Among those judges favoring BAIIDs, several pointed to the advantage of allowing offenders a means of transportation to and from work, probation meetings, and alcohol treatment programs. The device was seen as a viable alternative to license suspension, which in effect, could deny the offender access to beneficial activities.
On the negative side, 25 percent of the respondents said the interlock devices were too costly when lumped with fines, bond and court fees.
The law requires the device to be installed within 30 days of posting bond. Installation can cost from $70-$140 dollars, depending on the interlock company utilized. Additionally, users must pay about $60 per month to lease the unit, and ultimately they must spend about $21 to have it removed.
Another common complaint, echoed by about 10 percent of the judges polled, was that the interlock devices were too easy to circumvent. Though offenders are ordered to drive only their own BAIID-controlled vehicle, there is no prudent way of keeping them from driving a friend's car or even renting another car.
Newer versions of the device require frequent breath samples to keep the vehicle operational. However, there is no method for assuring that the person blowing into the unit is the offender for whom the instrument was installed.
Up to 10 percent of the survey respondents said enforcing BAIIDs regulations were difficult and about 25 percent said they had no knowledge of how many of the BAIIDs sentenced had actually been installed. Judges who ventured an estimate put the average rate of BAIIDs compliance at approximately 67 percent. The jurists also estimated that an average of 10 percent of the offenders using BAIIDs failed to avoid drinking and driving while the unit was installed.
The judges offered a variety of reasons for not requiring the devices, including those stated above: lack of due process, high costs, ease of circumvention and inability to enforce.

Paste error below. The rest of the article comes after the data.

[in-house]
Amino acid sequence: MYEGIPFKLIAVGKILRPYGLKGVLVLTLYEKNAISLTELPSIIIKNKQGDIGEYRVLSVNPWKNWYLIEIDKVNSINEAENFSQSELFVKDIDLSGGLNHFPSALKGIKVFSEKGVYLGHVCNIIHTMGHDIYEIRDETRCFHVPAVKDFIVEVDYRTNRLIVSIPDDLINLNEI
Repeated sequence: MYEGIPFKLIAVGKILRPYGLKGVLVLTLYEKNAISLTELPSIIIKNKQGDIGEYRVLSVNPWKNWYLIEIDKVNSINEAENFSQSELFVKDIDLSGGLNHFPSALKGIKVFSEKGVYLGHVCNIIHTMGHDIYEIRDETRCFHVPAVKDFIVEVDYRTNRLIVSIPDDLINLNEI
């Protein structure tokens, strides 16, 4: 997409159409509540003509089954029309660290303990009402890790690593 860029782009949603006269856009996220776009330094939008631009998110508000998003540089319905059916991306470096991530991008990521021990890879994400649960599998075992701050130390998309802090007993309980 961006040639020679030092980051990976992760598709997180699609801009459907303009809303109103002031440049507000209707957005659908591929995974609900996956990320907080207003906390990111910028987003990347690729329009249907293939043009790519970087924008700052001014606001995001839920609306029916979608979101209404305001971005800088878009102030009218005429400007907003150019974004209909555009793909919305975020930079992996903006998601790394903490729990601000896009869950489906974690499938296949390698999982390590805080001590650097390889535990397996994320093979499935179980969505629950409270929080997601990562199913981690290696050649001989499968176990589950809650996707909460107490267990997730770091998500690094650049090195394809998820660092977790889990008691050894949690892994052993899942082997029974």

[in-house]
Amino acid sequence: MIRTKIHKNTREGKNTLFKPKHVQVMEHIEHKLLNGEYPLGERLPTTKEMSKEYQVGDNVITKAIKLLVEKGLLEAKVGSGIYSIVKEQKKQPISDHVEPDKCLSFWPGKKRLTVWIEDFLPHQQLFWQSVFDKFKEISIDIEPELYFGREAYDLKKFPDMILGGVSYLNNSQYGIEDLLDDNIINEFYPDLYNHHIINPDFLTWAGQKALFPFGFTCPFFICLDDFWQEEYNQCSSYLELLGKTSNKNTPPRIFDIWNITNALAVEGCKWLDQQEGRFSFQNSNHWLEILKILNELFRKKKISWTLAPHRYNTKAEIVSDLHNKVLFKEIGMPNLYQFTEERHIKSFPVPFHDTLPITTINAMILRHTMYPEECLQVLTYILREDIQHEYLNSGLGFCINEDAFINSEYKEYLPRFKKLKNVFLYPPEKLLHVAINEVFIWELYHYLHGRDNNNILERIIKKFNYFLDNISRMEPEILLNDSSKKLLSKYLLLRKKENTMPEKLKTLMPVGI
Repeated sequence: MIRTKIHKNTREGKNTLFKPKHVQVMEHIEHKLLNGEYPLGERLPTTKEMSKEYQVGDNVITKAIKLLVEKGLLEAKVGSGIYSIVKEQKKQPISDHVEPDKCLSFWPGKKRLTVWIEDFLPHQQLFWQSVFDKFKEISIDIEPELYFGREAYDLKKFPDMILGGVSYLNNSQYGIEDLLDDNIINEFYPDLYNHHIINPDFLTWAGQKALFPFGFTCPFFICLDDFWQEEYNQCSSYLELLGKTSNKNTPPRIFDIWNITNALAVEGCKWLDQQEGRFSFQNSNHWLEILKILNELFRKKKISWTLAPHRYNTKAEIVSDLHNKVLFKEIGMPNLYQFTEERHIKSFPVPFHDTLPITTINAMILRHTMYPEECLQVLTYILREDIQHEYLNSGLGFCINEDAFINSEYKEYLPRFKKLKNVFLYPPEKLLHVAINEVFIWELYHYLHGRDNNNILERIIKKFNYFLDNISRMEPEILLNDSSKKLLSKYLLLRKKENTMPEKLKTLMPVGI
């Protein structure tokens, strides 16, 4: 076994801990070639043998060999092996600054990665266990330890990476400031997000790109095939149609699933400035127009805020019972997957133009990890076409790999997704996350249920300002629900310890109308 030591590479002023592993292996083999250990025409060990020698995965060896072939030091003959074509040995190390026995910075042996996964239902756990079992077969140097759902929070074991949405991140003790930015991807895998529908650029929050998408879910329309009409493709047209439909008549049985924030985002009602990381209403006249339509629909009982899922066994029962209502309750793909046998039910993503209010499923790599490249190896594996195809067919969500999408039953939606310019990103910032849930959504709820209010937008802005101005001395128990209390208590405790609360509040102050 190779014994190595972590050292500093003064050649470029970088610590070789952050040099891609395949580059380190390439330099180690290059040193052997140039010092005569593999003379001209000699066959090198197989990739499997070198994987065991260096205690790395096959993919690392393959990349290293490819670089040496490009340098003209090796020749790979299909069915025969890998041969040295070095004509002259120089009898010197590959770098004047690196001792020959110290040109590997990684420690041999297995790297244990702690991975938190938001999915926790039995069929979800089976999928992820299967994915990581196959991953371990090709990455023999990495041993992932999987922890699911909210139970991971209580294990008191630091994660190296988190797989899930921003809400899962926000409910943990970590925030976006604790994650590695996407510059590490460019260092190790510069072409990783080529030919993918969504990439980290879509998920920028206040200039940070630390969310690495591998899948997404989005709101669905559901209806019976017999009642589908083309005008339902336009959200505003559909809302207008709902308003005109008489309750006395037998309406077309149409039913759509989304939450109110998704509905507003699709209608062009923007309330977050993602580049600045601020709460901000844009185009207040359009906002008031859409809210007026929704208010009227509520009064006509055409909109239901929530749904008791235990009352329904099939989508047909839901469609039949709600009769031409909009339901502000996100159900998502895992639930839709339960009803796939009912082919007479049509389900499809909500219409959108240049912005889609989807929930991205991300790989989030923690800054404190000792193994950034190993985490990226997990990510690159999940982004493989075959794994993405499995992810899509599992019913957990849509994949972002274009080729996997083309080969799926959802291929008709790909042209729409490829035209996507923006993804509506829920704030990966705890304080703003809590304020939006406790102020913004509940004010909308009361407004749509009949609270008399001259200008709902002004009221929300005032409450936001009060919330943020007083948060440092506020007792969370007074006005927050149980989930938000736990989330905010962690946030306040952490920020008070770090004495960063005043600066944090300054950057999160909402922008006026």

Several said they didn't see the need to require BAIIDs for offenders who had their driver's license suspended. Others didn't consider BAIIDs in their sentences unless asked to do so by prosecuting or defense attorneys.
Almost all of the judges polled by SHSU researchers said the responsibility for enforcing BAIIDs sentences fell on probation officials.
What struck Myers about the BAIIDs survey was the general lack of knowledge among judges about the devices.
"They knew about the new law, but because they didn't know how BAIIDs worked, they weren't likely to use them," Myers said. "What they did know about the devices, they generally learned from probation officials or from representatives of the interlock companies."
Myers said the survey identified a definite need for judicial education on the use of interlock devices.
"We need to get the judges who are using BAIIDs to tell other judges about them," she said. "It is evident from the survey, that judges familiar with the devices find them to be a valuable component in today's trend toward more creative sentencing. That trend," she said, "is aimed not only at punishing and incapacitating chronic offenders, but at helping them receive the rehabilitation they need to avoid another arrest."